Neonatal nurse practitioner jobs all revolve around the care of premature or very ill newborns. Any job may specialize in a particular area like the in-taking of preemies or working with babies that will have or are recovering from surgery. The amount of specialization may depend on the hospital and how many neonatal intensive care (NICU) units it possesses. In some hospitals, one NICU serves the whole population of newborns with compromised health, and in others, units are highly specialized as to the condition of the child, in which case neonatal nurse practitioner jobs may be specialized, too. There are also other types of neonatal nurse practitioner jobs such as in administration or education.
In most settings, neonatal nurse practitioners care for the youngest and most medically fragile children in a variety of ways. They assess them regularly, and contribute their assessment to a team of medical personnel that includes a neonatologist. They also can prescribe treatments, either pharmaceutical or otherwise, and determine if the supportive equipment is functioning properly. Neonatal nurse practitioners can direct and educate nurses working in NICUs and they also advise, reassure, inform, and educate parents or guardians about their ill babies.
Though this occurs with less regularity, neonatal nurse practitioner jobs might also involve work outside of the NICU. These professionals might find work assessing babies in a regular nursery or being on hand to evaluate the health of a newborn at places like birthing centers. In this capacity, they essentially act as a pediatrician would, determining if a newborn is healthy or needs medical attention.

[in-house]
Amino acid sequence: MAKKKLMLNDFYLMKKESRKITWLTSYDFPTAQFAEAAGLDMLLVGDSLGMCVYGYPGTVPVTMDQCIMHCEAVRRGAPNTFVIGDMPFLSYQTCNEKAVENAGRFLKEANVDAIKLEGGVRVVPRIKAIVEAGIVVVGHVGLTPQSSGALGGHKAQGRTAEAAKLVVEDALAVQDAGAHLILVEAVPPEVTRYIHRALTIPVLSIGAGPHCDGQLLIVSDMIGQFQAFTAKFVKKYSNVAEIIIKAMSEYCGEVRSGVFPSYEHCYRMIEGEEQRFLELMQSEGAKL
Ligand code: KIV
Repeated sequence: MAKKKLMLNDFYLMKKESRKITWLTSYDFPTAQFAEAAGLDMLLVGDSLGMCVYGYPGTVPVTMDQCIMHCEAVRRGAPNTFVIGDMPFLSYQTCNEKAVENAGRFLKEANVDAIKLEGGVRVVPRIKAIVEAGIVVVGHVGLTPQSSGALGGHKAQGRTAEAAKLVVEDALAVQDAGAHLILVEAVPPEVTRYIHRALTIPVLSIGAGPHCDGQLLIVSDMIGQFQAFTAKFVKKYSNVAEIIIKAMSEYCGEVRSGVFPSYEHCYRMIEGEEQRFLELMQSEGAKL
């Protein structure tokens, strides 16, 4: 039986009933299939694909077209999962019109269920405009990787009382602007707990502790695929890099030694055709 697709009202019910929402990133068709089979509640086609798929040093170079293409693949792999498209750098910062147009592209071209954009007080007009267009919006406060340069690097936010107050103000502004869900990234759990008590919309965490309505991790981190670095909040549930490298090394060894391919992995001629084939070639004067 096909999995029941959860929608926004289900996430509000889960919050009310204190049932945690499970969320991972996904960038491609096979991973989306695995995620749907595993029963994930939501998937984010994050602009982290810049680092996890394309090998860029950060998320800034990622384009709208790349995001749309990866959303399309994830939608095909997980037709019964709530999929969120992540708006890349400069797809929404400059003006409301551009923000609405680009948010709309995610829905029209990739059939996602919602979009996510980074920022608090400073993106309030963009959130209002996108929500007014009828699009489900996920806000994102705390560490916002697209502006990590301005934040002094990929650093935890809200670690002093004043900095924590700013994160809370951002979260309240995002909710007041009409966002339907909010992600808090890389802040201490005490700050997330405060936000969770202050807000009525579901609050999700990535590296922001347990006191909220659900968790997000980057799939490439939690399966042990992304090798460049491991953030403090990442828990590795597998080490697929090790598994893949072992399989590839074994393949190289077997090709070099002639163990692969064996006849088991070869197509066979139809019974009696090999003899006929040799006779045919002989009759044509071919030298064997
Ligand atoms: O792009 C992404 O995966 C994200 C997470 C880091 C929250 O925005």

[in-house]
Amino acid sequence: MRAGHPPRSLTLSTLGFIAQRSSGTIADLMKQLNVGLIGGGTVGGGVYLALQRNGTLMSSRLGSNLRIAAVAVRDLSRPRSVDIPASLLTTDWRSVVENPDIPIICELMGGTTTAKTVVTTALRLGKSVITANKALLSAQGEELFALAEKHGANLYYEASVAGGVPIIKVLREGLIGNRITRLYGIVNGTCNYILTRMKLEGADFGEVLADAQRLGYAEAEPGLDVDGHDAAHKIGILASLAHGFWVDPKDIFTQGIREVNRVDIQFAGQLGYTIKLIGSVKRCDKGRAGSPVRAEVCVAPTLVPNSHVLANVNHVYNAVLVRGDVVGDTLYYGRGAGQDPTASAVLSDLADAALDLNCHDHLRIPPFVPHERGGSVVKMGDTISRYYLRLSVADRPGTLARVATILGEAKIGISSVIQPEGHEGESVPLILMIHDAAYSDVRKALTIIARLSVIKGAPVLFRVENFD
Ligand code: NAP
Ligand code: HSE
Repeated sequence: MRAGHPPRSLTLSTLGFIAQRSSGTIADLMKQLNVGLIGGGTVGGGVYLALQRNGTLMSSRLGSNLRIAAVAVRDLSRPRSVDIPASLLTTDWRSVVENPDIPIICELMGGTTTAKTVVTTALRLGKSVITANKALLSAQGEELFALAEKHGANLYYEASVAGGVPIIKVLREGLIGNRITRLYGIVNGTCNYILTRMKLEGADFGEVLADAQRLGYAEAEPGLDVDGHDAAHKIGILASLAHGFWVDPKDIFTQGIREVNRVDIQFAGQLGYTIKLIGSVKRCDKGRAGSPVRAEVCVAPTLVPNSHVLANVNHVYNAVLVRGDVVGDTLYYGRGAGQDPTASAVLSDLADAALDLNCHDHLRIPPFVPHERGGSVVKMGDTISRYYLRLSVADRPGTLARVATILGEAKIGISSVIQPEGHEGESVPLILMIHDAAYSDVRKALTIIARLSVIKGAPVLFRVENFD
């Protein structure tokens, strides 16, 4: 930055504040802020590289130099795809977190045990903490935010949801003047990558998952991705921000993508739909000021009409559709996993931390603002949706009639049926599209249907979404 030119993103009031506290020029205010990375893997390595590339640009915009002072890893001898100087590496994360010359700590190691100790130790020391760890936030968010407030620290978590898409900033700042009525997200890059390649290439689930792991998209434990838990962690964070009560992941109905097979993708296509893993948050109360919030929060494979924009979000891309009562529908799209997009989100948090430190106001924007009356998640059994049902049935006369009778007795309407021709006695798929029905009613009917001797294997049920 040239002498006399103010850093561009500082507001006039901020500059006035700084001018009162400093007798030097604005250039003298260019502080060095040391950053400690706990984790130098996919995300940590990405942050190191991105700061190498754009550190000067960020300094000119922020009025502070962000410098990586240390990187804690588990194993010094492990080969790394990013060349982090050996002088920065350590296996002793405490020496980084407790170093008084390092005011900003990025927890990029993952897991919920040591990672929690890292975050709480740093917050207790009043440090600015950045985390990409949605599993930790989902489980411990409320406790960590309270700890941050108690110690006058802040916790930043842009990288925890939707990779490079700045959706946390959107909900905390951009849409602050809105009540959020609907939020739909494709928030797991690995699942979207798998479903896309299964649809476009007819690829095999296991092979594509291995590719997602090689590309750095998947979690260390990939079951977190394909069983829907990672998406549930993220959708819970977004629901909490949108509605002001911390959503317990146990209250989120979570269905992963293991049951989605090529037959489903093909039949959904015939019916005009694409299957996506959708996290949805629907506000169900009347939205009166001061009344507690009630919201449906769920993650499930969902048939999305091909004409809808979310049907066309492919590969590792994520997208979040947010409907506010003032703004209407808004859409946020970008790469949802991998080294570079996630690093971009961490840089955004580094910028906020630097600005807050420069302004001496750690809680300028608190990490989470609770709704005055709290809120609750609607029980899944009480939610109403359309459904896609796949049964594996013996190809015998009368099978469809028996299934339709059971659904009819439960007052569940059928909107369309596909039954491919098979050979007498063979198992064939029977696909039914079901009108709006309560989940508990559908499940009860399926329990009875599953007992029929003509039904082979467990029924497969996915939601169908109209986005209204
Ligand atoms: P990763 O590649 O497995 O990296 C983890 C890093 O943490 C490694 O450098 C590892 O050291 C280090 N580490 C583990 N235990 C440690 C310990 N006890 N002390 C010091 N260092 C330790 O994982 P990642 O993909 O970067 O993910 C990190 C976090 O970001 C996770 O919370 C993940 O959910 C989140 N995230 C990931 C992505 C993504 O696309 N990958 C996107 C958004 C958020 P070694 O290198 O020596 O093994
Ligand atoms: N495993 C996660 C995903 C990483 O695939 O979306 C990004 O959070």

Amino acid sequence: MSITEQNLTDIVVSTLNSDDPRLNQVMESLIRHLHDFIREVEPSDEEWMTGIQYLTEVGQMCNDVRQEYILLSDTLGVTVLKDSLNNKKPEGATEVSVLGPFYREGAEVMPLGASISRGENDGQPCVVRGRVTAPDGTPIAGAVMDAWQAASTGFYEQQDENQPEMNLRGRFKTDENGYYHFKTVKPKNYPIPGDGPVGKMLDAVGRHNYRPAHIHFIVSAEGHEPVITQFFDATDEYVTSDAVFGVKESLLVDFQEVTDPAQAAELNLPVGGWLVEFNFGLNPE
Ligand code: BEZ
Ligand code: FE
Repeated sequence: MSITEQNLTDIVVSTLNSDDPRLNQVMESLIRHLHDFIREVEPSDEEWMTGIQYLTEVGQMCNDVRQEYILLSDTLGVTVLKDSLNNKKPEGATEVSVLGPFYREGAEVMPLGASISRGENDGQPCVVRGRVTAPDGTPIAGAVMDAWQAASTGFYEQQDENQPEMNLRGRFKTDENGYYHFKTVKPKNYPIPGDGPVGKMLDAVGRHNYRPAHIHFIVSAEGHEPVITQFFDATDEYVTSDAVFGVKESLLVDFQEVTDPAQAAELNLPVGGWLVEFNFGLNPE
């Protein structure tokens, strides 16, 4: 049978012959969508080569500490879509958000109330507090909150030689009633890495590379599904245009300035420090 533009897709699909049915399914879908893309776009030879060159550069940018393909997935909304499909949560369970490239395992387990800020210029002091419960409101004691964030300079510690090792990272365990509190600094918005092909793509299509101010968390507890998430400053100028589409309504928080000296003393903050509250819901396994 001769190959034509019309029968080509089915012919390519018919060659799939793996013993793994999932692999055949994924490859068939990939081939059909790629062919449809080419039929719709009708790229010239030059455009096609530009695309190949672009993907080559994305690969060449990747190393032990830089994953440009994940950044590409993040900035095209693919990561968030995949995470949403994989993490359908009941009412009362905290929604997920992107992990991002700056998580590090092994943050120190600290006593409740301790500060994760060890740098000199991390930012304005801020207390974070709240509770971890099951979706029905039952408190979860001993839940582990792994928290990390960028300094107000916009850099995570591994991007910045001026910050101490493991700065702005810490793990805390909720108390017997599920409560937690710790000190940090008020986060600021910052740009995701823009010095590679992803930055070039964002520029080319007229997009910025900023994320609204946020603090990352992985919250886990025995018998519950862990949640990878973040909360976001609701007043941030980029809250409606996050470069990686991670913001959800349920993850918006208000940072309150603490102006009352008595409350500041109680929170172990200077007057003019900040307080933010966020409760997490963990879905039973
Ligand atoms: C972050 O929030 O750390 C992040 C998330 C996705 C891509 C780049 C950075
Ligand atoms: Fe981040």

Given the growth of this field, there are two more neonatal nurse practitioner jobs available. People want to learn to be in this profession, and schools that offer this specialty need teachers. Therefore, neonatal nurse practitioners can teach, generally after several years of direct practice experience. They may teach part-time while still working in a hospital, or they could leave direct practice for academia.
With their experience, neonatal nurse practitioners can be good candidates for administrative work, too. They might run a neonatology department, work in a nonprofit that specializes in reducing birth defects, advise product development companies, or manage in other ways. These jobs are less common, because most nurse practitioners in this field prefer direct practice, and some employers in these areas wouldn’t necessarily think of hiring a nurse practitioner first. A good resume that details experience and education may quickly change potential employers’ minds.